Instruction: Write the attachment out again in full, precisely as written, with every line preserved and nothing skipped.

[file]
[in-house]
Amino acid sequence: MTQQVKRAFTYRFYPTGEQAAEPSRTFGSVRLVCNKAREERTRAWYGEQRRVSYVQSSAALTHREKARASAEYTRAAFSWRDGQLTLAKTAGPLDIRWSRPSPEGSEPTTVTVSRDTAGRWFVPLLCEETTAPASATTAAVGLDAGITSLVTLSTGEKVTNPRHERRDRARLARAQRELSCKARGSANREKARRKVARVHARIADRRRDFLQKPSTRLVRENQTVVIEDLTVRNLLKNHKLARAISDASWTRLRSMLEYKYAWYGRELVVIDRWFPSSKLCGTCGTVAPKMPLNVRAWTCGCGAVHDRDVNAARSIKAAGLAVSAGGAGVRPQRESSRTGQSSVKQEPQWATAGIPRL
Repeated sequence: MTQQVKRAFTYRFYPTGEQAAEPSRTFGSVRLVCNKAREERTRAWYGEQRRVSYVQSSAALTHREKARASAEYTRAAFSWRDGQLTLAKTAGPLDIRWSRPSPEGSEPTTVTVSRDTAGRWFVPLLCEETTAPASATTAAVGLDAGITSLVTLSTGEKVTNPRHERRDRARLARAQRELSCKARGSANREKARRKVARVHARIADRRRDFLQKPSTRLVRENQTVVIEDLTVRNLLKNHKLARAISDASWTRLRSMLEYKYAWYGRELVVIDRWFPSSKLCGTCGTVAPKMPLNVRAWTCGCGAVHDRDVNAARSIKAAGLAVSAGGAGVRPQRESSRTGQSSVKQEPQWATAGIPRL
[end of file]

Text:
[in-house]
Amino acid sequence: MTQQVKRAFTYRFYPTGEQAAEPSRTFGSVRLVCNKAREERTRAWYGEQRRVSYVQSSAALTHREKARASAEYTRAAFSWRDGQLTLAKTAGPLDIRWSRPSPEGSEPTTVTVSRDTAGRWFVPLLCEETTAPASATTAAVGLDAGITSLVTLSTGEKVTNPRHERRDRARLARAQRELSCKARGSANREKARRKVARVHARIADRRRDFLQKPSTRLVRENQTVVIEDLTVRNLLKNHKLARAISDASWTRLRSMLEYKYAWYGRELVVIDRWFPSSKLCGTCGTVAPKMPLNVRAWTCGCGAVHDRDVNAARSIKAAGLAVSAGGAGVRPQRESSRTGQSSVKQEPQWATAGIPRL
Repeated sequence: MTQQVKRAFTYRFYPTGEQAAEPSRTFGSVRLVCNKAREERTRAWYGEQRRVSYVQSSAALTHREKARASAEYTRAAFSWRDGQLTLAKTAGPLDIRWSRPSPEGSEPTTVTVSRDTAGRWFVPLLCEETTAPASATTAAVGLDAGITSLVTLSTGEKVTNPRHERRDRARLARAQRELSCKARGSANREKARRKVARVHARIADRRRDFLQKPSTRLVRENQTVVIEDLTVRNLLKNHKLARAISDASWTRLRSMLEYKYAWYGRELVVIDRWFPSSKLCGTCGTVAPKMPLNVRAWTCGCGAVHDRDVNAARSIKAAGLAVSAGGAGVRPQRESSRTGQSSVKQEPQWATAGIPRL